When was the last time your emotions influenced a trading decision?
I'm collecting trading stories about how emotions influence trading decisions, and I'd be grateful for yours. Just complete the rest of this sentence "tell me about the last time your emotions influenced a trade decision". Many thanks in advance for anything you can share...
Yes, emotions are knitted tightly into our trading decisions. Could you elaborate on a recent example?
I think I suffer from emotional knocks and tilts more than most - that's why I am so interested in this area. An example from my own trading would be exceeding a max number of trades in day. I have several recent examples and the trades past my limit would sometimes improve my P&L, but mostly not. In addition I'd find that it was the day(s) after these breaches where my discipline would continue to go down hill.
last week I was looking at the market and didn't take an entry....fear kicked in and I didn't want to not trade, so I was looking for a less than stellar setup....I rationalized that I didn't want to not trade, so out of greed I decided to take a riskier trade....
luckily I snapped out of it on the next bar when my entry bar didn't go anywhere....so I closed the trade on a 1 tick loss and shut my computer down to clear my head so I didn't revenge trade.
different emotions fueled every aspect of the trade...even the strong emotion to shut my computer down after I closed the trade.
The following user says Thank You to lsubeano for this post:
I'm sourcing these stories from various places - really interesting and helpful to hear first-hand about the interplay of emotions on trading decisions. Here's another example I picked up last week (anonymous and I'm paraphrasing a little to keep the length down):
"things went ok yesterday, but I just got more emotional than I should have. I don't like to admit it but I was chasing the month's figures I guess. February was alright in terms of money made but not great and I chased a couple of late trades that were marginal at best. I just have a nagging sense I let the discipline slip and really I had no need to chase. It's not a big issue but I know I let myself down a fraction"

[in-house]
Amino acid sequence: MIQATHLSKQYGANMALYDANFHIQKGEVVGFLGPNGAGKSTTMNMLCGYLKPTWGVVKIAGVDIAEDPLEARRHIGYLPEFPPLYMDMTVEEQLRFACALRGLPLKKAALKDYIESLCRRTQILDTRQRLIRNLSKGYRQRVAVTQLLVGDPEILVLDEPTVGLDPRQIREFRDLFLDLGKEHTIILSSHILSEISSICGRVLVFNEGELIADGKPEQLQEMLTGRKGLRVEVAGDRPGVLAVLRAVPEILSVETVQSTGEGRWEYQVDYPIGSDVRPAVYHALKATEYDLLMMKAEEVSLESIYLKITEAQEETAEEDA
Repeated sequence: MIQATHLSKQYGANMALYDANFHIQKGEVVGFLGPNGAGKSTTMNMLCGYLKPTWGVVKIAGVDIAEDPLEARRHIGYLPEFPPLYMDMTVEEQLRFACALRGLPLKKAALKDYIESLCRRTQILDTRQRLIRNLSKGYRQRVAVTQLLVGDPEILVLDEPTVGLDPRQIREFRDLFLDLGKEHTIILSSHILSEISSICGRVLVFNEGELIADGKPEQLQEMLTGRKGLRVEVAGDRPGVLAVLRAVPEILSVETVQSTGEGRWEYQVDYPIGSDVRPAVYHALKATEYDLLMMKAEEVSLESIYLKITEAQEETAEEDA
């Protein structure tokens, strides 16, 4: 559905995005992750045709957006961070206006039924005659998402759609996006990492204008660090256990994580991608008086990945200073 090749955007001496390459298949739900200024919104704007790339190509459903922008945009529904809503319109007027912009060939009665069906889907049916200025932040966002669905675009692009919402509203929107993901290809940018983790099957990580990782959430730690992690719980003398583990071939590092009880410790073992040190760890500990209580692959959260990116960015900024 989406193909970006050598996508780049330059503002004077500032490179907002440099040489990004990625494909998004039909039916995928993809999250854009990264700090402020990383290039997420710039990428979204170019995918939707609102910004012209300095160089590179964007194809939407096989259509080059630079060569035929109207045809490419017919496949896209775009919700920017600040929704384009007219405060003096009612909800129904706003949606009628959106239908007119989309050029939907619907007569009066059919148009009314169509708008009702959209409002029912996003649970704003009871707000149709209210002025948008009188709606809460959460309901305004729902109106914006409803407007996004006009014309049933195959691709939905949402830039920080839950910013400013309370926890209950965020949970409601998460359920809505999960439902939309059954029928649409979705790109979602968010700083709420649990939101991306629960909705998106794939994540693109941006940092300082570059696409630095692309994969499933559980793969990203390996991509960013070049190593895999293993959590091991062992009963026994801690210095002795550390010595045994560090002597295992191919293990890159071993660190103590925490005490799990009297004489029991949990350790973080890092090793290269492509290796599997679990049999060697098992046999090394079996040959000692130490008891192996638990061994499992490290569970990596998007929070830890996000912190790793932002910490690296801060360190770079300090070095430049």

Last edited by mokodo; March 3rd, 2014 at 12:30 PM.
I've been interviewing traders for a number of weeks asking "tell me about the last time your emotions influenced a trading decision" and getting great insights. Here's an a few lines from an interview last night (I'm paraphrasing as I don't record the calls, just take notes):
"over-analysing is my main issue. I'm pretty good at pre-trade routines and usually have a high level of conviction going into the trade itself. But sometimes (and I haven't worked out why) I will start to re-think the rationale once I am in.
It doesn't seem to matter if the trade gets moving or bobs around my entry point - just sometimes I get drawn into double checking my reasoning and once I start doing that my conviction drops away.
More often than not I'll close out the trade or tighten my stop too much and come out for a small loss. And of course my initial thesis is usually proved right. Bloody annoying."
I like this example because it shows a distinct change in thinking between the pre-trade and live trade scenarios.
The following user says Thank You to mokodo for this post:
One of the requirements to successful trades is the ability to enter the trade and see it to the end--win or lose. If the premise of the trade is valid it doesn't matter if it is a winner or a loser. There will always be losing trades. It is just the nature of the beast. Not staying in the trade precludes winning eventually on a trade that goes underwater,-- and most are for some period of time, you can't pick the exact point to enter any trade, just an area-- as long as the trade stays within the parameters set before it is entered. Proper risk/reward analysis means the losers are outpaced by the winners for a net profitable trader.
The following 2 users say Thank You to nevadan for this post:
One good indication for me that I am on the right side of a trade that hasn't moved yet is that I feel really uncomfortable instead of complacent - why is it that the best trades are the hardest to sit on?
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